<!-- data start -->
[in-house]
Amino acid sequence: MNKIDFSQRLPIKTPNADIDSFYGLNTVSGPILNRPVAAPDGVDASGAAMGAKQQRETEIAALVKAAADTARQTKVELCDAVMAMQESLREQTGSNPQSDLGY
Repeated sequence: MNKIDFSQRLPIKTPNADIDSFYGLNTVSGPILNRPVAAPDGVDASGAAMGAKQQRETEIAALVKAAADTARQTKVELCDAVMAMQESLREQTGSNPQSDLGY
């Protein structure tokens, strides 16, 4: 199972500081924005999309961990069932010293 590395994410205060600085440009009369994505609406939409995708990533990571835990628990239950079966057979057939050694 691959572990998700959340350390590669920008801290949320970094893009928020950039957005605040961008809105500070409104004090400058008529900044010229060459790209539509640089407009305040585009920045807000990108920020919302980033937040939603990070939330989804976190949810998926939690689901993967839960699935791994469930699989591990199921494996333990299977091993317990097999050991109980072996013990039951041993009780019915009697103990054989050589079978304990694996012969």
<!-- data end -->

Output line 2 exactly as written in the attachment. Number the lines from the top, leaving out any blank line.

Amino acid sequence: MNKIDFSQRLPIKTPNADIDSFYGLNTVSGPILNRPVAAPDGVDASGAAMGAKQQRETEIAALVKAAADTARQTKVELCDAVMAMQESLREQTGSNPQSDLGY